If you’ve been working online for very long then you’ve most likely heard the advice, “The riches are in the niches.” I think I first heard Pat Flynn (Smartpassiveincome.com) say that back in 2014 when I started listening to his podcast. Many, many other online business experts will tell you the same thing.
Let’s just use web design as an example for this exercise. When you first start as a freelance web designer you might do work for anyone that will hire you. Eventually, you will get to the point where you can start to turn down some work because you know it’s not a good fit for you or the client. When you hit that point, you can really focus on the exact business industries where you will excel.
1. First, take inventory of all your past jobs.
To do this, list out all the jobs, paid and unpaid, that you’ve ever had. Which ones light you up? Which ones drug you down? Cross out the ones that drug you down. What you have left are the jobs you’ve held that you really enjoyed.
Analyze these positions, WHY did they light you up? Write at least 3 reasons down.
2. Identify your passions and skills
Were you passionate about any of the jobs / volunteer positions you’ve had? Start there, then list any other passions/skills from your personal life. DO you love to travel? Are you good with children or the elderly?
List your skills, self taught or professionally trained.
Draw a line from your skills to the jobs that you’ve held that used these skills.
If your skills don’t line up with a job you’ve held then create a list of jobs you could hold that would match up with these skills.
3. Identify problems you could solve.
Start with the problems you solved in your past work.
Now list all other problems you could solve with your skills.
Double check the list. Do they all excite you? Do any of them strike dread in your heart? Fear is ok, but not dread. If you fear something it could be an excited fear that you can overcome.
As web designers we generally know what problem we are solving. However, there are many different specialties within our industry. Do you prefer the visual design and photography aspect? Do you lean toward strategy and marketing? Or do you like to help with content and SEO?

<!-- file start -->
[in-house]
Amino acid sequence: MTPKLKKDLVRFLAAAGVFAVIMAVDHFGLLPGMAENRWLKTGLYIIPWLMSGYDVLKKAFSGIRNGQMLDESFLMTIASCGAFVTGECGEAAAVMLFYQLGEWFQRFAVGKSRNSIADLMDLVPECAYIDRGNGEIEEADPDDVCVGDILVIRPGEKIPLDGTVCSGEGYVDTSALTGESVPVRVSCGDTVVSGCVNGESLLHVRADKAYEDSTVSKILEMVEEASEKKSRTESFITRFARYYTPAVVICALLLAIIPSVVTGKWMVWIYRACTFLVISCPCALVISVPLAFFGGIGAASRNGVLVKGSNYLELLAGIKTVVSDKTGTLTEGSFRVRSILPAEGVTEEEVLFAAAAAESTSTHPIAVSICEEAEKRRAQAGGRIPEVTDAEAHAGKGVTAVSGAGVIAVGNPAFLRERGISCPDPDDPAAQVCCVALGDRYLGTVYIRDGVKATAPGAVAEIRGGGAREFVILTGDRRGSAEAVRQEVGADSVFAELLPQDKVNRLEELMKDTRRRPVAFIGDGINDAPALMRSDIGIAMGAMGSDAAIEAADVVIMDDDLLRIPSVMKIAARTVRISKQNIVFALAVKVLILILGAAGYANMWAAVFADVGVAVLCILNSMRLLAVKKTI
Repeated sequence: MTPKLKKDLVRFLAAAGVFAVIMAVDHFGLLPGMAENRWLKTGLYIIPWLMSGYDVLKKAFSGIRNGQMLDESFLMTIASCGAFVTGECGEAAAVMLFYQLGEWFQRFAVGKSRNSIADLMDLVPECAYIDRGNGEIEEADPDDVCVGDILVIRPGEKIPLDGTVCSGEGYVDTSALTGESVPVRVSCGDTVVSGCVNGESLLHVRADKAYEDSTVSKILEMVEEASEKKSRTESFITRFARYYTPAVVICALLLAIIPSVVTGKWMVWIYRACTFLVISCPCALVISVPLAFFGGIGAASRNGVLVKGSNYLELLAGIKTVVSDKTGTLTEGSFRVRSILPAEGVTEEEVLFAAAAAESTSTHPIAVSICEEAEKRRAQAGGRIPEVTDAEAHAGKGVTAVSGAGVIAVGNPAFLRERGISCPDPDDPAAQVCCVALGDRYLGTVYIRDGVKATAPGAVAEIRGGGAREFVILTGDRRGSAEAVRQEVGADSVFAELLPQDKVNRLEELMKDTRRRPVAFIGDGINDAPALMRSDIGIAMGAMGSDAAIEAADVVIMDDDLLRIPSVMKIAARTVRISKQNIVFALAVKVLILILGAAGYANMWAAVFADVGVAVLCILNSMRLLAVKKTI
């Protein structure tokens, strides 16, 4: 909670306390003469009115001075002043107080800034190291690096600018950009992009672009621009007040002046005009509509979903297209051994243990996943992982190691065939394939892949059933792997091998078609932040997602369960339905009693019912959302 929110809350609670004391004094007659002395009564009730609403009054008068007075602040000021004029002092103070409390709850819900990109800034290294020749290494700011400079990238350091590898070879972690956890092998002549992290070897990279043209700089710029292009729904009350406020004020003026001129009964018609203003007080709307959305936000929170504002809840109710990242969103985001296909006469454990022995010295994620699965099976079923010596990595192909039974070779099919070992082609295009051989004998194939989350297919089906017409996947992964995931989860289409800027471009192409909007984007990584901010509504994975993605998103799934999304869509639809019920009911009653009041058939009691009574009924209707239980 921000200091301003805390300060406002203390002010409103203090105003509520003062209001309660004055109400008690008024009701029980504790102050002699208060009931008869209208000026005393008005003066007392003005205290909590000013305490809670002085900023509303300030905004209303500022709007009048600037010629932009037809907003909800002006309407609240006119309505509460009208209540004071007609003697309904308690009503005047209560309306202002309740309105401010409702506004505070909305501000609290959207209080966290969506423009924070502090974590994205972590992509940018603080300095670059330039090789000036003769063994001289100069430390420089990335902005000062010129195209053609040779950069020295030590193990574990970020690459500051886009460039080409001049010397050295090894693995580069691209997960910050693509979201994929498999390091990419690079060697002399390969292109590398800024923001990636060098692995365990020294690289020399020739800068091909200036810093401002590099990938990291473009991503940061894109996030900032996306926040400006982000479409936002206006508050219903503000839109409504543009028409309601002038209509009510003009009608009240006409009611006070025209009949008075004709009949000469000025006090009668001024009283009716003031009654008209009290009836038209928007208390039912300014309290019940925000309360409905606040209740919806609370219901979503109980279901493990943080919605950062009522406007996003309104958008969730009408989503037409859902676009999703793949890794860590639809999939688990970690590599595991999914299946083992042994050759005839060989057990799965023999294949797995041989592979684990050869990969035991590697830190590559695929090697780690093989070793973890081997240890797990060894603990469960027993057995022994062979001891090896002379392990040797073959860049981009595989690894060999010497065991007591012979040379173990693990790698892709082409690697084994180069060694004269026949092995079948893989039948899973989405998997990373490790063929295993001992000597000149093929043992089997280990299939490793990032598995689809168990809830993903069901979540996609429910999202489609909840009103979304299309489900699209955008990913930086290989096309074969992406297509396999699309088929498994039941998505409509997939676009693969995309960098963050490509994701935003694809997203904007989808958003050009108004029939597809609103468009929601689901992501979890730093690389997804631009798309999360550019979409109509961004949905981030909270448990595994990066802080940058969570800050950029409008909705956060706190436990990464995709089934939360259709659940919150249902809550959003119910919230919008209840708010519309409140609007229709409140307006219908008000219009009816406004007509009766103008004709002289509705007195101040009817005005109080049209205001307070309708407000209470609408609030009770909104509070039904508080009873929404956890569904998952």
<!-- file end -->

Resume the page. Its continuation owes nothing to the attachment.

4. Narrow down your niche.
Take your lists of passions, past employment, skills, and problems to solve…. Begin a list of industries you could work in based on these.
EXAMPLE: 1. Passion = Veganism 2. Past employment = Customer service 3. Skill = Adobe Illustrator 4. Problem = Business owner needing a logo 5. Industries (niche) = Vegan Restaurants, Vegan influencers, Vegan products
5. Determine the profitability of your niche.
Maybe the niche you selected is too narrow? Do your research, look into Google trends and see how many searches there are per month on a given niche.
Check out the competition. Is it an oversaturated market?
Do you like working with startups and nonprofits? Will they be able to pay what you need to make? Some web designers work only in real estate, some work exclusively for restaurants. Check out the competition that focuses on these niches.
6. Test your niche.
Once you’ve decided on a niche, you need to test it, to be sure before you go all in on this niche. For web designers that means looking for jobs in these industries. When you have completed a project for a business owner in the niche you plan to focus on, make sure to get feedback from them. A great way to decide if the project is in your ideal niche, build a case study around their project. What went well? What needs improvement? Were you as excited about the niche as you thought you would be? Did you go above and beyond for your client?
According to Chris Ducker, Personal Branding expert, “Passion will always overcome plain old competition”
So the most important part of picking your niche is making sure you’re excited and truly passionate about the niche. Clients will see your passion and they will refer you to others in the industry.
What do you think?
Are you a Freelance Web Designer who hasn’t found the right niche? Tell us about it on social media.
As an added bonus, I’ve created a trello board template to help you find your niche.
Keep in mind, it could take several years to reach your sweet spot. Come back to this exercise next year and see if any of your passions and skills have changed. Determining how your passions and skills may have changed over the year will help you decide which niche to test next.